The half-explanation given for his motives at the end of his opening arc: Hush claimed to be Tommy Elliot, a childhood friend of Bruce's who became a brain surgeon. Hush says that as a boy, he caused a car accident to kill his parents, but Dr. Thomas Wayne saved Mrs. Elliot, enraging Tommy who wanted his inheritance -- and so, the money-seeking Tommy decided to become a hardworking brain surgeon (?) to get revenge on Bruce Wayne and Batman. The story arc was so inept that Hush is never unmasked to confirm or deny this story, and then the resolution has the Riddler taking full credit for Hush's plot, meaning Hush was a pointless poseur who wasn't responsible for anything at all.
Because the HUSH arc featured all of Batman's greatest villains drawn by a popular artist and because the Marvel Comics editor in chief enthusiastically promoted this 12 issue arc from his competitor (for some reason), HUSH was a sales smash but one of the most-mocked publications of the year. And there were sequels. A later arc by Judd Winick in BATMAN revealed that the Jason Todd that Batman fought had indeed been Jason (who switched places with Clayface later in the fight) -- although Jason was not Hush.
Another arc in GOTHAM KNIGHTS had Hush trouncing various Batman villains to consolidate the Gotham underworld and framing Alfred for murder and suggesting that he wasn't really Tommy Elliot after all -- only for it to be confirmed that he was actually Tommy. It was a clumsy mess.
However, for some strange reason, this misbegotten character struck a chord in DETECTIVE COMICS writer Paul Dini (showrunner of the BATMAN animated series). Dini brought Hush back in an arc called THE HEART OF HUSH where flashbacks reveal that Tommy as a boy was an obsessive, driven child who loathed his abusive mother and was psychotically jealous of Bruce Wayne's wealth and freedom as a rich orphan (which justifies why he went to med school after his failed murder attempt).
Dini also wrote Hush with something Hush never demonstrated in his previous arcs: Hush now had an innate understanding of Bruce Wayne and Batman in his new plan where he kidnaps Catwoman, puts her on comic book scifi life support machines and then rips out her heart. "It doesn't matter what socialite or reporter you're dating," Hush snarls at Batman. "There's only one woman who's ever held your heart and now I'm holding HERS!" Later, Hush incapacitates Batman and reveals that Hush has altered his face via plastic surgery: Hush now looks like Bruce Wayne and intends to assume the role of Bruce and Batman and become the very man he hates and of whom he's nursed a lifelong jealousy.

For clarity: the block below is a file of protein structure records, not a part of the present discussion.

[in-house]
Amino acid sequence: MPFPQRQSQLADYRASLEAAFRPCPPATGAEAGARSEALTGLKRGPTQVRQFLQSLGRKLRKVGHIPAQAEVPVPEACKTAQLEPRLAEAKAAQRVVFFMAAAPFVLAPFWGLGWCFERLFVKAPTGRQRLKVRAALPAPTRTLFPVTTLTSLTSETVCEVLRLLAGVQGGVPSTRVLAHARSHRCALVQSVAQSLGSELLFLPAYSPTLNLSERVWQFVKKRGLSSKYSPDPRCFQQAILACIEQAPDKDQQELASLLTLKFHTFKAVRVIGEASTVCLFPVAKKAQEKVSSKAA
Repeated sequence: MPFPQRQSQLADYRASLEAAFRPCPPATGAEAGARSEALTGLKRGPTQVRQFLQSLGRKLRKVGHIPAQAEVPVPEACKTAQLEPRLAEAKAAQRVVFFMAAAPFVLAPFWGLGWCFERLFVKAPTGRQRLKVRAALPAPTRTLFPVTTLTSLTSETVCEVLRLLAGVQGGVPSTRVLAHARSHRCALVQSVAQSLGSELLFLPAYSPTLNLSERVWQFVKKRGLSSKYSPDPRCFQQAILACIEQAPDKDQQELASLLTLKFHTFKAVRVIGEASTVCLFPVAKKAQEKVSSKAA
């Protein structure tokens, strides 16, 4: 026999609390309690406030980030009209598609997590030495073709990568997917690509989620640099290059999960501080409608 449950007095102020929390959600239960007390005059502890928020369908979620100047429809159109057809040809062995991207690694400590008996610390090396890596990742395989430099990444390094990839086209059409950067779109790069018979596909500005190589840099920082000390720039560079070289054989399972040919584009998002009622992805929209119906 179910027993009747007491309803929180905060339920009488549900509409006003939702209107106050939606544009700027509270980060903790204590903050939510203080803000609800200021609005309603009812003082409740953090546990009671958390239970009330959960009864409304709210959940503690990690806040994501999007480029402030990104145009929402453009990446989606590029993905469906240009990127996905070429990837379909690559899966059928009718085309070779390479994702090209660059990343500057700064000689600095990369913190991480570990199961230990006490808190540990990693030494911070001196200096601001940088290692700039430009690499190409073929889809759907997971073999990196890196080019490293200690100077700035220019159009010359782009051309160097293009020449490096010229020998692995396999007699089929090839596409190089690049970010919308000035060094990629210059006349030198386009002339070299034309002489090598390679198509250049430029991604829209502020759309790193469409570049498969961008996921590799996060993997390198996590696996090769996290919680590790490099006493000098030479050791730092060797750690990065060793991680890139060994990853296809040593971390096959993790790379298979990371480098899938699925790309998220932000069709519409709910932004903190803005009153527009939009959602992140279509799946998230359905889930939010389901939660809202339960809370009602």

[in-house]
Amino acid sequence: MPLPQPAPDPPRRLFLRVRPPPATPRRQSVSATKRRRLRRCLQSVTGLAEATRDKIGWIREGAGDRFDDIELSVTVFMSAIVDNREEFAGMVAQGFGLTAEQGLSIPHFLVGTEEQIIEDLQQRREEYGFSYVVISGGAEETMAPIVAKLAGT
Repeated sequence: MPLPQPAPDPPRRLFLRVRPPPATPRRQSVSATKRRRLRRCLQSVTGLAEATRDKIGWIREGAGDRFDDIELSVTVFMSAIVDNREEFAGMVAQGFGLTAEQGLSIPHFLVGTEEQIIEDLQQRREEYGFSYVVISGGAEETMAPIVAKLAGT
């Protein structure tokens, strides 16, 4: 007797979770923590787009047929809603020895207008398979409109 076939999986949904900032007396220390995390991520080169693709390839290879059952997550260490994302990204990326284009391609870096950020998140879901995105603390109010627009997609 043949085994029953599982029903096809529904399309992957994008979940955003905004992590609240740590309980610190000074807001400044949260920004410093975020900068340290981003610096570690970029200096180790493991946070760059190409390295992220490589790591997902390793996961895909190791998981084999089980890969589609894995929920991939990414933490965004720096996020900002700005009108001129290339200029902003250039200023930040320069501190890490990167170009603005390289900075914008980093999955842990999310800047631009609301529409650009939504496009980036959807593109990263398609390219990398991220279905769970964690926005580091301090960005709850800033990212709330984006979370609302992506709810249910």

The fight goes into the Batcave where Hush remarks upon the bay of Batmobiles with, "Bruce! You magnificent bastard! A car for every mood swing!" Hush is defeated and Catwoman is restored, but when Batman is thought dead after FINAL CRISIS, Dini presented THE HOUSE OF HUSH: Hush attempts to assume Bruce Wayne's identity only for the Justice League to let him and then have him under constant guard, letting them control Bruce's ongoing legacy with Hush as their puppet. Hush escapes just as Bruce Wayne returns from the dead and Hush then reveals to the world that Bruce Wayne is Batman -- except Bruce has started Batman Incorporated, a global army of Batmans, and has already revealed that Batman has been many different people over the years and he was only ever one of them, rendering Hush's revelation meaningless.
I concede that Paul Dini has told some excellent Hush stories, but that is because Paul Dini is an A-list talent. Hush remains D-list. He has a deeply uninteresting visualization, a clumsy motivation from an inept writer that was ironed out later by a better one, and he's ultimately a reflection of Batman and Bruce Wayne rather than being a strong character in his own right. But I reserve the right to change my mind on that at any time.